Steven Levitt and Stephen Dubner of Freakonomics (the blog) and Freakonomics (the book) also have a column in The New York Times Magazine. (What's next, a glow-in-the-dark compass and decoder?) Their latest column ("A Star Is Made") is about
Anders Ericsson, a 58-year-old psychology professor at Florida State University, . . . . the ringleader of what might be called the Expert Performance Movement, a loose coalition of scholars trying to answer an important and seemingly primordial question: When someone is very good at a given thing, what is it that actually makes him good?
Ericsson's answer, according to Levitt and Dubner, is found in the Cambridge Handbook of Expertise and Expert Performance, which
makes a rather startling assertion: the trait we commonly call talent is highly overrated. Or, put another way, expert performers — whether in memory or surgery, ballet or computer programming — are nearly always made, not born. And yes, practice does make perfect. These may be the sort of clichés that parents are fond of whispering to their children. But these particular clichés just happen to be true.
when it comes to choosing a life path, you should do what you love — because if you don't love it, you are unlikely to work hard enough to get very good. Most people naturally don't like to do things they aren't "good" at. So they often give up, telling themselves they simply don't possess the talent for math or skiing or the violin. But what they really lack is the desire to be good and to undertake the deliberate practice that would make them better.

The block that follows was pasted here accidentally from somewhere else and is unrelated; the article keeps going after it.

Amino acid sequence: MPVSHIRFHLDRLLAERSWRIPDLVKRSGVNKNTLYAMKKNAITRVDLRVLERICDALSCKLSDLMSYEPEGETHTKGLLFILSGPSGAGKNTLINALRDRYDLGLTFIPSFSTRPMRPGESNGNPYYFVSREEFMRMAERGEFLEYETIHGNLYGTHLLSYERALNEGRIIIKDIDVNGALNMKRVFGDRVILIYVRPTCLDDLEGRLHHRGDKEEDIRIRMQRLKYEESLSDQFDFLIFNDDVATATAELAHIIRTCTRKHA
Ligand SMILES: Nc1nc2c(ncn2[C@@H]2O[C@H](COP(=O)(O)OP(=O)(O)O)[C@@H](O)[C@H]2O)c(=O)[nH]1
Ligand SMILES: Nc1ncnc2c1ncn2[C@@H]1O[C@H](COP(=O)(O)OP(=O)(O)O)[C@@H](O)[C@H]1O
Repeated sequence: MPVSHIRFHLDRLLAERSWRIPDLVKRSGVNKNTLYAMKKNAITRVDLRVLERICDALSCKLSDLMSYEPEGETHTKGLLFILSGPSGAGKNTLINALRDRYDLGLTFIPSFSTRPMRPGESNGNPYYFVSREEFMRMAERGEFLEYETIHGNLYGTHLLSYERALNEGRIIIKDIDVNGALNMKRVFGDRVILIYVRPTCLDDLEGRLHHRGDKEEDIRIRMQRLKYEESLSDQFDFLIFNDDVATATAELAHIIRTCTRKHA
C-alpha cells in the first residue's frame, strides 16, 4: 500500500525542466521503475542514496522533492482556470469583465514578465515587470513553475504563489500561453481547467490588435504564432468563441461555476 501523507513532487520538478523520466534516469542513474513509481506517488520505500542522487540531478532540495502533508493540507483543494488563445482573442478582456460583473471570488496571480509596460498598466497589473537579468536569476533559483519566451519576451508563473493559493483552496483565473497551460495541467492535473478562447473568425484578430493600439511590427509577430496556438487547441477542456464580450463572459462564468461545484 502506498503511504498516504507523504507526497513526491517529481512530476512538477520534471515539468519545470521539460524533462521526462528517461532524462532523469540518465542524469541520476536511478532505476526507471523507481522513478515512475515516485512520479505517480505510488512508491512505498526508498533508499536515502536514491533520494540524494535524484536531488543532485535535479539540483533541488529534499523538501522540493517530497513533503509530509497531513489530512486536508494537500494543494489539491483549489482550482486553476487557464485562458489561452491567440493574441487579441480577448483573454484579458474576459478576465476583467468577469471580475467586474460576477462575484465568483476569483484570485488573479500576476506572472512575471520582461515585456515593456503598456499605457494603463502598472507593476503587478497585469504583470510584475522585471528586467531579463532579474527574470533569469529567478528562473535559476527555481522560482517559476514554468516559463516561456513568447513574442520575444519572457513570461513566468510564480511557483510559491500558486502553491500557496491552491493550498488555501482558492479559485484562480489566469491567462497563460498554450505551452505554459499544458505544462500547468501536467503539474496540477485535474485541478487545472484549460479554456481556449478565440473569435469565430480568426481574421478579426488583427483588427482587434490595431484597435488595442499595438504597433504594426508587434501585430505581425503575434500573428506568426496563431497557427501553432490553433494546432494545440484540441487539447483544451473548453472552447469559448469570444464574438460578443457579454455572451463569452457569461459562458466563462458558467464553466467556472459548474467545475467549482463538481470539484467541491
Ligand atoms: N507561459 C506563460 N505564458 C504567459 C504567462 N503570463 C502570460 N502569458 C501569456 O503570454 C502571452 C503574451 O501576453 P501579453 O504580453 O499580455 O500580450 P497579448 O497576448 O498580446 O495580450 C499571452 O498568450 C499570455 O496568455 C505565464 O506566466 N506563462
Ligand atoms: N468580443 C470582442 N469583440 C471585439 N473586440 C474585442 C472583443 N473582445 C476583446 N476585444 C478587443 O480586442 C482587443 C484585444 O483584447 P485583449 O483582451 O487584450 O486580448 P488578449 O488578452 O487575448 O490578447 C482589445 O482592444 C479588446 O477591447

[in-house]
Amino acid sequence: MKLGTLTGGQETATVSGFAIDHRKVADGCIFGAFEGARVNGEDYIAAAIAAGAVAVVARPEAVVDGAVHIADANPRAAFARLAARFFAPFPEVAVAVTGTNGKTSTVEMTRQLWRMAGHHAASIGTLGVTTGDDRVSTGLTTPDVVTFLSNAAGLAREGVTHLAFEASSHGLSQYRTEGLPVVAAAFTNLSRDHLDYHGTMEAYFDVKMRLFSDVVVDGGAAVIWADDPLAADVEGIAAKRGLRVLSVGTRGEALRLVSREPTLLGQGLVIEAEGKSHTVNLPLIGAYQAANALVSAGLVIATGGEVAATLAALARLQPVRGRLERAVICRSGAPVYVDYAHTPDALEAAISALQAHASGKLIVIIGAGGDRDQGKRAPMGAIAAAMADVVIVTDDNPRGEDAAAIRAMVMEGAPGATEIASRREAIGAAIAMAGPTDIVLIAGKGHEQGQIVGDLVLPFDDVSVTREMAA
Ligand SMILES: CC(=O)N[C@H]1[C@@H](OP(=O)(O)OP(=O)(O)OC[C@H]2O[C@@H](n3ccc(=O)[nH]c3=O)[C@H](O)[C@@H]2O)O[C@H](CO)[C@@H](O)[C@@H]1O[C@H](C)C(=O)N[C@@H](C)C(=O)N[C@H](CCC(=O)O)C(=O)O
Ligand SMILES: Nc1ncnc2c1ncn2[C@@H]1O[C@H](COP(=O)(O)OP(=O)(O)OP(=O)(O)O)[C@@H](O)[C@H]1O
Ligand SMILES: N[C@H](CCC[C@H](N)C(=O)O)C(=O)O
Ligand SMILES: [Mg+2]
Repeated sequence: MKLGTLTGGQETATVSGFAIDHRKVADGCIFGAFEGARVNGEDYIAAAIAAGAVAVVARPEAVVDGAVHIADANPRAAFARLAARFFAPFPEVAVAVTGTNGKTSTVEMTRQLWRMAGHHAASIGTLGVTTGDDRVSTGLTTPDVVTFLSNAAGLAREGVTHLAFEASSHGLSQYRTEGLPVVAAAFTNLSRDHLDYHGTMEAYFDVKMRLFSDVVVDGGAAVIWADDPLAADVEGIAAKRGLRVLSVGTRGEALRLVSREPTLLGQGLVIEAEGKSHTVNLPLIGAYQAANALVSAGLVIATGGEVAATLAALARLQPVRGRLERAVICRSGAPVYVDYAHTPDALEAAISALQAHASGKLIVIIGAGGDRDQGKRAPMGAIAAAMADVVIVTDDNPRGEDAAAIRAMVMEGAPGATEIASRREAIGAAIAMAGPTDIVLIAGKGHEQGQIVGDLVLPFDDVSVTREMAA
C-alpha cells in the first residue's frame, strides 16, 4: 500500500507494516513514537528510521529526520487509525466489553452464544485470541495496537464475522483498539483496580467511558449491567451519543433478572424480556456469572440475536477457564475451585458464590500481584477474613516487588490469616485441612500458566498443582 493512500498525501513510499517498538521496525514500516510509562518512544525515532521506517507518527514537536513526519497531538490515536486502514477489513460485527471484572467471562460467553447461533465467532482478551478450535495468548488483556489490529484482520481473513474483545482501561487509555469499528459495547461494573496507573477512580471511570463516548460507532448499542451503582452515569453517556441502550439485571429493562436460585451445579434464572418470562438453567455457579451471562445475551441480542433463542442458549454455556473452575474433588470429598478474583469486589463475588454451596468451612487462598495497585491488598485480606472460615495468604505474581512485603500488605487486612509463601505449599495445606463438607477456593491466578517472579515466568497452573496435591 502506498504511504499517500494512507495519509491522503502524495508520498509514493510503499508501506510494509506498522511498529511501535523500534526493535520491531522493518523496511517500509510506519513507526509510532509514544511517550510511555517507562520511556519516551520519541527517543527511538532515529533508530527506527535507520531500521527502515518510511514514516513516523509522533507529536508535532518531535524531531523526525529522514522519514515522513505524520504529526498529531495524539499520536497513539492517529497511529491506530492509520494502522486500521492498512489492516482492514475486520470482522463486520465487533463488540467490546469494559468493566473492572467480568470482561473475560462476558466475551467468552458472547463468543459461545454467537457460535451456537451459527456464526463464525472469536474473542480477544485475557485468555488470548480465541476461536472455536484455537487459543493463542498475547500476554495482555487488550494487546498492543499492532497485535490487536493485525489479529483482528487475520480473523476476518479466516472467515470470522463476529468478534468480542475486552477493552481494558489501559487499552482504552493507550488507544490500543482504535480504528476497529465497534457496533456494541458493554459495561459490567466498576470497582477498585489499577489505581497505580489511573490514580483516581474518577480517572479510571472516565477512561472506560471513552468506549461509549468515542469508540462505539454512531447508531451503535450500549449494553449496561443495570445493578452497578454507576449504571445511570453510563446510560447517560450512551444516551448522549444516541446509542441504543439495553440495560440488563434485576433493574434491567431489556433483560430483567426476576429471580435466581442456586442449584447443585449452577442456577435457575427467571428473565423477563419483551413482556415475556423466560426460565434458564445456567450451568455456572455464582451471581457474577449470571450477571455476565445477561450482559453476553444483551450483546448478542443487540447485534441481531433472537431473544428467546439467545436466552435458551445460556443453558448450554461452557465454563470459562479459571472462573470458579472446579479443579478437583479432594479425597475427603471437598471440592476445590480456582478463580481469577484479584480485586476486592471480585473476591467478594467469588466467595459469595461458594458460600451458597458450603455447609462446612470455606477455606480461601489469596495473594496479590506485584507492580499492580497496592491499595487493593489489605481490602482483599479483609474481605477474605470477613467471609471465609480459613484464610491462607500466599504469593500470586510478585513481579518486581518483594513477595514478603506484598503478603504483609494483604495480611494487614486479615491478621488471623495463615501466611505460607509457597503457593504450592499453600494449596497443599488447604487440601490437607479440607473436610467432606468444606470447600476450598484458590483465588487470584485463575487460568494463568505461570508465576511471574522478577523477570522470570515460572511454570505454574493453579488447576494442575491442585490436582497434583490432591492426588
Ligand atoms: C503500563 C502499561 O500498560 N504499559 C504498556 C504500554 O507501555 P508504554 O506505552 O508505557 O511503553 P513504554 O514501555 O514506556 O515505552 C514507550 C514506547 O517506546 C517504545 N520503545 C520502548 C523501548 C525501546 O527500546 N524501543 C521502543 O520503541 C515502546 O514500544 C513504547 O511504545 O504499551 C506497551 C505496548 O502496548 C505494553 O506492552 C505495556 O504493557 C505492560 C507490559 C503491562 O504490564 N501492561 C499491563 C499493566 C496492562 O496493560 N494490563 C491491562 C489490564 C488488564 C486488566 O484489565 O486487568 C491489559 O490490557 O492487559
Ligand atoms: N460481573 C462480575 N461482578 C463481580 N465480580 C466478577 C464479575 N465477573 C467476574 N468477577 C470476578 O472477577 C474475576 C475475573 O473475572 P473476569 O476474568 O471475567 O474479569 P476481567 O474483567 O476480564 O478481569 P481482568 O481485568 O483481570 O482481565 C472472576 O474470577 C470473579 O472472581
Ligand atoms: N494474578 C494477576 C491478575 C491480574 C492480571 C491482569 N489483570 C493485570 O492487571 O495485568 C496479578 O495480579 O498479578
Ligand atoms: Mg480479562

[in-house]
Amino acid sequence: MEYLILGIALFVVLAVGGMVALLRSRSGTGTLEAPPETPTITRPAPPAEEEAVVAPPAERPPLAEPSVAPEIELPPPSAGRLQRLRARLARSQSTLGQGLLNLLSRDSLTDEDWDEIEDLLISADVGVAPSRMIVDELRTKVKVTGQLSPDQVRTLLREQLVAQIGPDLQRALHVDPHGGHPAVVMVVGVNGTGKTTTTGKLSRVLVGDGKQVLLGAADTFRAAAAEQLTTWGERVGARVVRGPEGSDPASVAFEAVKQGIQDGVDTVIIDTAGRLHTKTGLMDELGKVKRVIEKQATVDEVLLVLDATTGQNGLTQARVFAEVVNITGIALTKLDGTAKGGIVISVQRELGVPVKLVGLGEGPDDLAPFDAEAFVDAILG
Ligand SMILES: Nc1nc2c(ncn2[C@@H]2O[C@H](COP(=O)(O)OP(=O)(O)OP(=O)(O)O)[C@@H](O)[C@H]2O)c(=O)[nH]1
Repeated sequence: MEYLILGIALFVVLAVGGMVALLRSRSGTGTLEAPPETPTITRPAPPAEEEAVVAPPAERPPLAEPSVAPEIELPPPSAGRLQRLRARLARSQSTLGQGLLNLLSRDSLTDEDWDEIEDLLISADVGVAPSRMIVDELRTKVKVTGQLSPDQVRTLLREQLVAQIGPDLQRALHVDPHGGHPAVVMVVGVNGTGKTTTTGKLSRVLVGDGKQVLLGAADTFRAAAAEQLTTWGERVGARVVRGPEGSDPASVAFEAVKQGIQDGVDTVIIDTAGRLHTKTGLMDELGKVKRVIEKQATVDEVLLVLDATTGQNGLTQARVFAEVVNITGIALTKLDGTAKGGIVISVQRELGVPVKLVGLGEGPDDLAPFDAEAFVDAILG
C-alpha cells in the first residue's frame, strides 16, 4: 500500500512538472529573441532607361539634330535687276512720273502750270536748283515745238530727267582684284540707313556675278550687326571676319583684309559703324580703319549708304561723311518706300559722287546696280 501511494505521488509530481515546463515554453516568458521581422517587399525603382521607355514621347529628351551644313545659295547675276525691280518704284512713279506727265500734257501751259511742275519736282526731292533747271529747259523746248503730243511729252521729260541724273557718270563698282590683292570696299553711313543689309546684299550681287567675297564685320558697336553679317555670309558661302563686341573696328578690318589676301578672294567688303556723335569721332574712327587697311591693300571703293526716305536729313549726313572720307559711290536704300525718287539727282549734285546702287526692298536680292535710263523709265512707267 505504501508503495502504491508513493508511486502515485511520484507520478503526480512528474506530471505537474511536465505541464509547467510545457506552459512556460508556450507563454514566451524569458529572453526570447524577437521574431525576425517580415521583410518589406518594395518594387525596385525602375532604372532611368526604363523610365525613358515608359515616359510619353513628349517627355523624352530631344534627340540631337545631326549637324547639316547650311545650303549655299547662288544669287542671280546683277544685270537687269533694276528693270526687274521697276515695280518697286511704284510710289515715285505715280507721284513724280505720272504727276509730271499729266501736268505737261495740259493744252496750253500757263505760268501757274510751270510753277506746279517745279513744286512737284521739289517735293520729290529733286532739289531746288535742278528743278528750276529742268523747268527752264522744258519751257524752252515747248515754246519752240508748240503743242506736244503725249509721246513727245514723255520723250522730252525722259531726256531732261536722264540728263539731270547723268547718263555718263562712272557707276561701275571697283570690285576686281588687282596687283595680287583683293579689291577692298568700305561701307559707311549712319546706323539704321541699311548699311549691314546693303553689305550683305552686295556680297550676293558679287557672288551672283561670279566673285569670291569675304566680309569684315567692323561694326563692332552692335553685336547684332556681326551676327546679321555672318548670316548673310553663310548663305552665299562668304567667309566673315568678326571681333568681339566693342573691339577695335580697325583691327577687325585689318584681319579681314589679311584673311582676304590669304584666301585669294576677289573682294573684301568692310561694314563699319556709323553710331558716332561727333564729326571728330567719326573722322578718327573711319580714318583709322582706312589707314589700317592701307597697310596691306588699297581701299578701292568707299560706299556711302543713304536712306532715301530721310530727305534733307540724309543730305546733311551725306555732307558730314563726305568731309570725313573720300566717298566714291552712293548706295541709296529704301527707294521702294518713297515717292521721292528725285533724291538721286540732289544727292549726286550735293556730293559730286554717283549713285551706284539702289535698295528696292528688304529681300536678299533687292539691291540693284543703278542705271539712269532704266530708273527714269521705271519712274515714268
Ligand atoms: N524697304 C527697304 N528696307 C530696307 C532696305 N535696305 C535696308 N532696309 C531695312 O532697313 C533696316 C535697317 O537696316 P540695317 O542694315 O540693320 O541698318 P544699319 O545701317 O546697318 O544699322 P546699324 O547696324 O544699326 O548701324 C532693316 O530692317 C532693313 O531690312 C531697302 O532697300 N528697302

How did Ericsson (and his co-authors) discover these "truths"? By
studying expert performers in a wide range of pursuits, including soccer, golf, surgery, piano playing, Scrabble, writing, chess, software design, stock picking and darts.
It seems that Ericsson and company have studied only experts, yet they want to generalize their findings to include non-experts. Their study evidently suffers from selection bias. For example, boys with good athletic skills are more likely to enjoy athletics than boys who are weak, have poor eyesight, are obese, etc. Boys who enjoy athletics are thus far more likely to become good athletes than boys who do not participate in athletics. But the boys who enjoy athletics will, on the whole, have superior athletic skills to begin with. To continue the metaphor, Ericsson and company seem to have studied only the boys who began with superior athletic skills.
More generally, experts presumably have chosen to do what they "love." And why do they (or did they) love what they do? Because they were good at doing it -- relative to doing other things -- in the first place. Yes, experts become experts because they study and practice that at which they eventually excel. But they choose to study and practice that which they like to do, and they like to do those things for which they had some talent to begin with.
Ericsson and company have proved nothing beyond what most of us know from experience and casual observation. Experts are born with certain talents, and then they become experts because they cultivate those talents. Experts are born and made. But they must be born with a degree of talent that allows them to make themselves into experts.
I am surprised that Levitt and Dubner have chosen to highlight Ericsson's work. Are they desperate for new material? Or are they attacking the idea of genetic inheritance? Or both?